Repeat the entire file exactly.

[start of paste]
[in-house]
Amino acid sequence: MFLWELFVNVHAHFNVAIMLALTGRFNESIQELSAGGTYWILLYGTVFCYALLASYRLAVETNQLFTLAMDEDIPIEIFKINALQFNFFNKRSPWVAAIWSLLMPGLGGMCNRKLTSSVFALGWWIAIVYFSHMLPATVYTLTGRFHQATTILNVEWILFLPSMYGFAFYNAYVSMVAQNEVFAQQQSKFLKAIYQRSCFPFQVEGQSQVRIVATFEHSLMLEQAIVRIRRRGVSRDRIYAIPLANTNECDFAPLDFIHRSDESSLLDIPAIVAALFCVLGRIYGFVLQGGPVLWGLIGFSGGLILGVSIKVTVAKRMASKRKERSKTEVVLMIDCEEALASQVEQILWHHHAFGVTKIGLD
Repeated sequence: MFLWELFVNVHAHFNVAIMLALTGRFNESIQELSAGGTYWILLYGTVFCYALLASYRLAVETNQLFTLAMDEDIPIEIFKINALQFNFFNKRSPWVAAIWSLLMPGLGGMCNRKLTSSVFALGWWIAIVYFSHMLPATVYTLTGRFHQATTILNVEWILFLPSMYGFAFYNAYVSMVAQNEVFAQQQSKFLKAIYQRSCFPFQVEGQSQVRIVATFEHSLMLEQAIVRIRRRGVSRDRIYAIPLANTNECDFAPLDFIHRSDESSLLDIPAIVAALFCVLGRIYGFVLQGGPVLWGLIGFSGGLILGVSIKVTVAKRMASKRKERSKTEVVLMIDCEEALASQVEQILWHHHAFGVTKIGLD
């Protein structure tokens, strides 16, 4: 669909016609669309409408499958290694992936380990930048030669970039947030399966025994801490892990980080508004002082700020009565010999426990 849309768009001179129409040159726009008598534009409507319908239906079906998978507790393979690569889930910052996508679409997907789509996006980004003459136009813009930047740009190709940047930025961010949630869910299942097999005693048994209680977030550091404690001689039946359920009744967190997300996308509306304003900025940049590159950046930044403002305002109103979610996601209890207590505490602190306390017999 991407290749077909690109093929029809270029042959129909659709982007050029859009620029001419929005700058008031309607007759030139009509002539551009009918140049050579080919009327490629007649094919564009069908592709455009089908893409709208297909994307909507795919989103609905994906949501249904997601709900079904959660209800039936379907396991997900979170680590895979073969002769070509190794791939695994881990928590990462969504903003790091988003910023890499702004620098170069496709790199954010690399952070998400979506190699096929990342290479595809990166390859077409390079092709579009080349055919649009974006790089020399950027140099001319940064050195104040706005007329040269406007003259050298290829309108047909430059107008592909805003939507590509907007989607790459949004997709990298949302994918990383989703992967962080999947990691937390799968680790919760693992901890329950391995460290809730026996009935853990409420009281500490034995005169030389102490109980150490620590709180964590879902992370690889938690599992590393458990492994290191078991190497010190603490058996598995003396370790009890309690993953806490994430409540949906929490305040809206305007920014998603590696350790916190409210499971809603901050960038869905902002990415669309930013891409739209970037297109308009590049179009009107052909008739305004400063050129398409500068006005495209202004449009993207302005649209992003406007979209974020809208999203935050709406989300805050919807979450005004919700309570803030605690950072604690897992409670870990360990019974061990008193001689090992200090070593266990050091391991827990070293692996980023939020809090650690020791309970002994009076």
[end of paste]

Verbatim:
[in-house]
Amino acid sequence: MFLWELFVNVHAHFNVAIMLALTGRFNESIQELSAGGTYWILLYGTVFCYALLASYRLAVETNQLFTLAMDEDIPIEIFKINALQFNFFNKRSPWVAAIWSLLMPGLGGMCNRKLTSSVFALGWWIAIVYFSHMLPATVYTLTGRFHQATTILNVEWILFLPSMYGFAFYNAYVSMVAQNEVFAQQQSKFLKAIYQRSCFPFQVEGQSQVRIVATFEHSLMLEQAIVRIRRRGVSRDRIYAIPLANTNECDFAPLDFIHRSDESSLLDIPAIVAALFCVLGRIYGFVLQGGPVLWGLIGFSGGLILGVSIKVTVAKRMASKRKERSKTEVVLMIDCEEALASQVEQILWHHHAFGVTKIGLD
Repeated sequence: MFLWELFVNVHAHFNVAIMLALTGRFNESIQELSAGGTYWILLYGTVFCYALLASYRLAVETNQLFTLAMDEDIPIEIFKINALQFNFFNKRSPWVAAIWSLLMPGLGGMCNRKLTSSVFALGWWIAIVYFSHMLPATVYTLTGRFHQATTILNVEWILFLPSMYGFAFYNAYVSMVAQNEVFAQQQSKFLKAIYQRSCFPFQVEGQSQVRIVATFEHSLMLEQAIVRIRRRGVSRDRIYAIPLANTNECDFAPLDFIHRSDESSLLDIPAIVAALFCVLGRIYGFVLQGGPVLWGLIGFSGGLILGVSIKVTVAKRMASKRKERSKTEVVLMIDCEEALASQVEQILWHHHAFGVTKIGLD
């Protein structure tokens, strides 16, 4: 669909016609669309409408499958290694992936380990930048030669970039947030399966025994801490892990980080508004002082700020009565010999426990 849309768009001179129409040159726009008598534009409507319908239906079906998978507790393979690569889930910052996508679409997907789509996006980004003459136009813009930047740009190709940047930025961010949630869910299942097999005693048994209680977030550091404690001689039946359920009744967190997300996308509306304003900025940049590159950046930044403002305002109103979610996601209890207590505490602190306390017999 991407290749077909690109093929029809270029042959129909659709982007050029859009620029001419929005700058008031309607007759030139009509002539551009009918140049050579080919009327490629007649094919564009069908592709455009089908893409709208297909994307909507795919989103609905994906949501249904997601709900079904959660209800039936379907396991997900979170680590895979073969002769070509190794791939695994881990928590990462969504903003790091988003910023890499702004620098170069496709790199954010690399952070998400979506190699096929990342290479595809990166390859077409390079092709579009080349055919649009974006790089020399950027140099001319940064050195104040706005007329040269406007003259050298290829309108047909430059107008592909805003939507590509907007989607790459949004997709990298949302994918990383989703992967962080999947990691937390799968680790919760693992901890329950391995460290809730026996009935853990409420009281500490034995005169030389102490109980150490620590709180964590879902992370690889938690599992590393458990492994290191078991190497010190603490058996598995003396370790009890309690993953806490994430409540949906929490305040809206305007920014998603590696350790916190409210499971809603901050960038869905902002990415669309930013891409739209970037297109308009590049179009009107052909008739305004400063050129398409500068006005495209202004449009993207302005649209992003406007979209974020809208999203935050709406989300805050919807979450005004919700309570803030605690950072604690897992409670870990360990019974061990008193001689090992200090070593266990050091391991827990070293692996980023939020809090650690020791309970002994009076």